"Ya gotta put in windows." Vin called. "Folks'll think yer buildin' yerself a whorehouse if ya don't put in windows?"
"What?" Chris looked over, wiping sweat from his forehead, leaving his short damp strands standing up on their ends.
"Ya only got the two in the front there for showin' the goods. Not that the goods really need a window that big."
Chris didn't bother to reply to the interruption, turning his attention back to his work. He wasn't going to be drawn into another one of Tanner's design discussions.
Vin wouldn't allow Chris to ignore him. "Jus' take a look at it." Vin waved a hand along the length of the building. "Ain't no windows down either side of the place, so what d'ya think it looks like?"
Chris slammed a nail into a board, the hammer strike reverberating across the hills. He shot a look at Vin, daring him to continue. The next hammer blow coincided with Vin opening his mouth.
Vin took the hint and shrugged at the apparent end to the conversation. It was just a suggestion but sometimes Larabee just wasn't receptive to suggestions. Vin had discovered there was a better way to get the job done when Larabee decided to turn a deaf ear to him.
Chris eventually finished the section he was working only to discover he should have kept a closer watch on Vin. "What the hell are these?" he demanded of the horizontal braces which had suddenly appeared in the frame.
"Top of the window, bottom of the window," Vin indicated, as if explaining to a five-year old. "That gap in the middle would be the window," he added helpfully.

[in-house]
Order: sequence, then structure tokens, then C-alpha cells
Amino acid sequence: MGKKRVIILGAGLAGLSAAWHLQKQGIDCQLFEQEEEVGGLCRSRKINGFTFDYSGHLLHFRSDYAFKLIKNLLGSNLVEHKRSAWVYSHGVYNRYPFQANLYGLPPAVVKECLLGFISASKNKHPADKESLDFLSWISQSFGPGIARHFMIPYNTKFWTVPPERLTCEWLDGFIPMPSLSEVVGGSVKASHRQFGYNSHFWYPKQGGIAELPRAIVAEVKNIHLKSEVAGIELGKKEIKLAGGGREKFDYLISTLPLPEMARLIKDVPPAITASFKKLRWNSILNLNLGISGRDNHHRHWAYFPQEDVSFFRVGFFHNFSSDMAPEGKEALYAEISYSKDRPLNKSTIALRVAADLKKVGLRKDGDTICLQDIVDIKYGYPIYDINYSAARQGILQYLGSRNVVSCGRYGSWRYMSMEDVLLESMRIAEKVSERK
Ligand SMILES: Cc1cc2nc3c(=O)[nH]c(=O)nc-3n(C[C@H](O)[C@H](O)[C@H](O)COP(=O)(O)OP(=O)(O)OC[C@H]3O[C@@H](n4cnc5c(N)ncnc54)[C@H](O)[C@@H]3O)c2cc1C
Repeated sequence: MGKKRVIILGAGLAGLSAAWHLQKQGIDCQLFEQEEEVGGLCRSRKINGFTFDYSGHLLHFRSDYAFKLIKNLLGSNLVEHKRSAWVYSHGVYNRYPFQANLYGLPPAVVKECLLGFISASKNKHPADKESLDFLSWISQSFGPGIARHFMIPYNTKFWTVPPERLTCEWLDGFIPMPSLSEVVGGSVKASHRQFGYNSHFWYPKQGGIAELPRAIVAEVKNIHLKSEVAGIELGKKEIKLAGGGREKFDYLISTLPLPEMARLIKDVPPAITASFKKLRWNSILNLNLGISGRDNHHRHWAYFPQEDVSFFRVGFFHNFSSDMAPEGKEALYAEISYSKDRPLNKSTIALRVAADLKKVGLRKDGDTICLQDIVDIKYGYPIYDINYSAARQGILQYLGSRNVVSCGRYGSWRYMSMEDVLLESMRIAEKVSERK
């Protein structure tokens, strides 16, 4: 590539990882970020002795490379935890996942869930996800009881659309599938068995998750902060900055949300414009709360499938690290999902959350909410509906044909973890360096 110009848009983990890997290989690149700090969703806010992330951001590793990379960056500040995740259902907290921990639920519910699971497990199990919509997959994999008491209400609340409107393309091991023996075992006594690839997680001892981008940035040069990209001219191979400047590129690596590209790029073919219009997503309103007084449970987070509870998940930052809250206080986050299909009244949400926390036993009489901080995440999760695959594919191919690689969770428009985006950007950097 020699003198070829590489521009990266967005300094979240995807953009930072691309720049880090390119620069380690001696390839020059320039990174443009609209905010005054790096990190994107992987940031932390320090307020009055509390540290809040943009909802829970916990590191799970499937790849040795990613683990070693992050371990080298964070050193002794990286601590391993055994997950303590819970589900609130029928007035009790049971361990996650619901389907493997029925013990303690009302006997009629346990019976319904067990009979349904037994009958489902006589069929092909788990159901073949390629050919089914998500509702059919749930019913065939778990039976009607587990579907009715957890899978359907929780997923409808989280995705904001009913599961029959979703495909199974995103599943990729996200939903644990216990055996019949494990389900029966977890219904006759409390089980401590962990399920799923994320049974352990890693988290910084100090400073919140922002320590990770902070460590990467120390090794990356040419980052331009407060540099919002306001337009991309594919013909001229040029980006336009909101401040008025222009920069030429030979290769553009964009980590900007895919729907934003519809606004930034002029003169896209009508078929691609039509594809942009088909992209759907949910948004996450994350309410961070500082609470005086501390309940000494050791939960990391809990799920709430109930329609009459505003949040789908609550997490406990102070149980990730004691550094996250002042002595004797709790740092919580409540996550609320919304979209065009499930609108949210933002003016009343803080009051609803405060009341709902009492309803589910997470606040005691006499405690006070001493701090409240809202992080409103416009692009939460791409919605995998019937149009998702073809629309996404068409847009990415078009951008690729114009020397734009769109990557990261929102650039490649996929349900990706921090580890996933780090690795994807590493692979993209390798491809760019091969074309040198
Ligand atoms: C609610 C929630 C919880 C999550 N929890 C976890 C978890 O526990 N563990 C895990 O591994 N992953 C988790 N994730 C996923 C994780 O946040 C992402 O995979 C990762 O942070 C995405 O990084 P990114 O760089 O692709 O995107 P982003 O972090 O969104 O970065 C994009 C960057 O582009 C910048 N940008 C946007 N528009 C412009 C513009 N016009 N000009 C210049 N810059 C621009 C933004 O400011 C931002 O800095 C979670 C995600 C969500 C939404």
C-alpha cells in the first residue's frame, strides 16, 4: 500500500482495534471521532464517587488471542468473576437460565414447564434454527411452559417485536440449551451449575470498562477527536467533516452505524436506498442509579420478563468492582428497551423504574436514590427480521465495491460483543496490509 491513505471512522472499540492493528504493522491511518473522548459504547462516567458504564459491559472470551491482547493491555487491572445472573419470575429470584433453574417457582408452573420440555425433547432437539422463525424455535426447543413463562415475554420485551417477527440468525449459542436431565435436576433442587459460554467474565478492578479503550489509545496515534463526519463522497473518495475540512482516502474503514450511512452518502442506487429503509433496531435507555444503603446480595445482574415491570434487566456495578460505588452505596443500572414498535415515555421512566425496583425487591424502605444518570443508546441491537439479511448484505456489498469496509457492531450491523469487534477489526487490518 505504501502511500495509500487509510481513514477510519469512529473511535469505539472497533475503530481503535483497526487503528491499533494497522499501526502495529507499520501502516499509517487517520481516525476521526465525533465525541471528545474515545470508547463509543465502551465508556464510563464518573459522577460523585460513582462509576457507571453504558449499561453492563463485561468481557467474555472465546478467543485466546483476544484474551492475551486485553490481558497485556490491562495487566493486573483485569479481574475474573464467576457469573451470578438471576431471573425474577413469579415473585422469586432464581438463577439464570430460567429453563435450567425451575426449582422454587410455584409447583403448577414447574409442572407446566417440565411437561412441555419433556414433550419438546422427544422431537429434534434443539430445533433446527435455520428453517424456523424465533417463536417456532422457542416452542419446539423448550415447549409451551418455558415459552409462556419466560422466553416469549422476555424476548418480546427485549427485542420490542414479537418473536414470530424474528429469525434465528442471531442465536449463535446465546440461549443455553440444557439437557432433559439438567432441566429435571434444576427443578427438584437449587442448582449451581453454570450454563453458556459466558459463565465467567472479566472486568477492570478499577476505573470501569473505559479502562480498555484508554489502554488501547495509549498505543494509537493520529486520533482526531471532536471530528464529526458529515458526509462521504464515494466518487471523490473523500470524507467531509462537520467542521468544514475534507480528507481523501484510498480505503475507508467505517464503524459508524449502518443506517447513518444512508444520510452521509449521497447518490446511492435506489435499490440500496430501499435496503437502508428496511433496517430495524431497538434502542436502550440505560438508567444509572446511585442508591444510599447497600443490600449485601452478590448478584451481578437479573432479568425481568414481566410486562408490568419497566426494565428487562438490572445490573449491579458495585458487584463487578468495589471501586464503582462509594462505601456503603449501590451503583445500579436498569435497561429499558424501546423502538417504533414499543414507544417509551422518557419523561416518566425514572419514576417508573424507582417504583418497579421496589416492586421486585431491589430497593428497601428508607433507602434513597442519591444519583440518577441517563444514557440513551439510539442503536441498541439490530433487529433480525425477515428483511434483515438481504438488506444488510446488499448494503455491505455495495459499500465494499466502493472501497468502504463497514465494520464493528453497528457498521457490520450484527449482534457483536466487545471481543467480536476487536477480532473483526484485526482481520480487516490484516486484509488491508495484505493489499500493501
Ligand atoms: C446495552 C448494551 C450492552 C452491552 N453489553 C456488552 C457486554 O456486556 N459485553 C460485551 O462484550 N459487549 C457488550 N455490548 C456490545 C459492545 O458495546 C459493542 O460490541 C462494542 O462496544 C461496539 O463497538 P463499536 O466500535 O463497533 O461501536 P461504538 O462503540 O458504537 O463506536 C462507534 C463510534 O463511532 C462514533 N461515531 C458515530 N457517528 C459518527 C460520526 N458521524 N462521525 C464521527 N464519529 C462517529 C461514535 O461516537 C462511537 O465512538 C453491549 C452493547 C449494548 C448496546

"Vin," Chris growled in frustration. The timber was already cut and fitted. There was little point in arguing now. "Fine, but you're putting in the sills."
Vin grinned as the 'boss' walked off muttering vague words about shutters, glazing and scruffy trackers who thought they were carpenters.
"Nettie'll run ya up some nice curtains or I reckon Mary would be real pleased to do it." Vin ducked his head to hide his smirk as the blazing glare was fired across the yard. Nettie would help him out with somethin' in a flashy red check.
Thwack. "Ouch." Thwack. "Damn it." Thud. "Crap!"
"Problem," Chris inquired mildly at the sound of the off-beat hammering.
"Why 'n the hell are these things greasy?"
Chris sighed in exasperation as a handful of nails were tossed at his feet. "They're the old ones. I had 'em stored in grease so they don't rust."
"An yer too cheap to rinse 'em off in a little white spirits?"